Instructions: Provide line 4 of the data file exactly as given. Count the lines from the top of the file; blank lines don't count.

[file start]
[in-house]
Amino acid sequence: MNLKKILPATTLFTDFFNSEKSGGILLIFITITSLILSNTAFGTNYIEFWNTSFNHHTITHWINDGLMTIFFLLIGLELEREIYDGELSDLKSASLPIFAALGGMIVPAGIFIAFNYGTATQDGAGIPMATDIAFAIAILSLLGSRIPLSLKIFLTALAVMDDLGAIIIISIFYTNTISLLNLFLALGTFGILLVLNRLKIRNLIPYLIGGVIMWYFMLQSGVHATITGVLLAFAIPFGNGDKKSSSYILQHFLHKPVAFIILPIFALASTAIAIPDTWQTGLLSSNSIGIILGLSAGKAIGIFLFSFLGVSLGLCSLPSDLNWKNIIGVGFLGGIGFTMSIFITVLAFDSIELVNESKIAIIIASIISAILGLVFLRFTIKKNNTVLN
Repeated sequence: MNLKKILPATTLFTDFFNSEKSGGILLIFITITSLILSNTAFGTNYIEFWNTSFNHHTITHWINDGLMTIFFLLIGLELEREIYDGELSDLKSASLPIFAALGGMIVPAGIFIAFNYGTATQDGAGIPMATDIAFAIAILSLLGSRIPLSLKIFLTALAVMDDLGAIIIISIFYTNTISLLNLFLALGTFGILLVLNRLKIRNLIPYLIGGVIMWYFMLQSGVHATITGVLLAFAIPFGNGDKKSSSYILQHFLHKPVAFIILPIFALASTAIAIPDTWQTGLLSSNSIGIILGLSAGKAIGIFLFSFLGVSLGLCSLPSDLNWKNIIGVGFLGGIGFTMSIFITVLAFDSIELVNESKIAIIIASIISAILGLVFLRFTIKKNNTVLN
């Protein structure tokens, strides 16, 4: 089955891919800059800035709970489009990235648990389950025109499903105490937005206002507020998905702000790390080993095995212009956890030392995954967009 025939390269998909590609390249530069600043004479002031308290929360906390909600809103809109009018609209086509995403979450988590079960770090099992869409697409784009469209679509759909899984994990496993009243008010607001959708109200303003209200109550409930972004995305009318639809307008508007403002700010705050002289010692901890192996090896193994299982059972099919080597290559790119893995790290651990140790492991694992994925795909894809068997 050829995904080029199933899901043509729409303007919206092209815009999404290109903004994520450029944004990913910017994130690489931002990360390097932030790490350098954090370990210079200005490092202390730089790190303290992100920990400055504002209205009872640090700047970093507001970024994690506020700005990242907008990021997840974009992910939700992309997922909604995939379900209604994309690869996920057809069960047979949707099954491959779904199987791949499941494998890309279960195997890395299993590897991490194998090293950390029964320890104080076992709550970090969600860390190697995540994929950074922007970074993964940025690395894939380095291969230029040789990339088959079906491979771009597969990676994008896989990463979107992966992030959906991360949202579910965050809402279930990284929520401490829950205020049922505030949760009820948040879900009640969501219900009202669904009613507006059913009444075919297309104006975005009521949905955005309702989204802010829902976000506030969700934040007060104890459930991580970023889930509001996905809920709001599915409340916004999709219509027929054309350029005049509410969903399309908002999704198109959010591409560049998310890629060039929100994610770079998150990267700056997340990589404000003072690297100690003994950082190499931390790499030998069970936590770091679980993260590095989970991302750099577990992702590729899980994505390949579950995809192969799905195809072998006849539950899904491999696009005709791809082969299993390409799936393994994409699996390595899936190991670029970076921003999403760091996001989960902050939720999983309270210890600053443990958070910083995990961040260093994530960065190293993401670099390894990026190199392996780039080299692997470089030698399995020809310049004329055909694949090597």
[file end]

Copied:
């Protein structure tokens, strides 16, 4: 089955891919800059800035709970489009990235648990389950025109499903105490937005206002507020998905702000790390080993095995212009956890030392995954967009 025939390269998909590609390249530069600043004479002031308290929360906390909600809103809109009018609209086509995403979450988590079960770090099992869409697409784009469209679509759909899984994990496993009243008010607001959708109200303003209200109550409930972004995305009318639809307008508007403002700010705050002289010692901890192996090896193994299982059972099919080597290559790119893995790290651990140790492991694992994925795909894809068997 050829995904080029199933899901043509729409303007919206092209815009999404290109903004994520450029944004990913910017994130690489931002990360390097932030790490350098954090370990210079200005490092202390730089790190303290992100920990400055504002209205009872640090700047970093507001970024994690506020700005990242907008990021997840974009992910939700992309997922909604995939379900209604994309690869996920057809069960047979949707099954491959779904199987791949499941494998890309279960195997890395299993590897991490194998090293950390029964320890104080076992709550970090969600860390190697995540994929950074922007970074993964940025690395894939380095291969230029040789990339088959079906491979771009597969990676994008896989990463979107992966992030959906991360949202579910965050809402279930990284929520401490829950205020049922505030949760009820948040879900009640969501219900009202669904009613507006059913009444075919297309104006975005009521949905955005309702989204802010829902976000506030969700934040007060104890459930991580970023889930509001996905809920709001599915409340916004999709219509027929054309350029005049509410969903399309908002999704198109959010591409560049998310890629060039929100994610770079998150990267700056997340990589404000003072690297100690003994950082190499931390790499030998069970936590770091679980993260590095989970991302750099577990992702590729899980994505390949579950995809192969799905195809072998006849539950899904491999696009005709791809082969299993390409799936393994994409699996390595899936190991670029970076921003999403760091996001989960902050939720999983309270210890600053443990958070910083995990961040260093994530960065190293993401670099390894990026190199392996780039080299692997470089030698399995020809310049004329055909694949090597």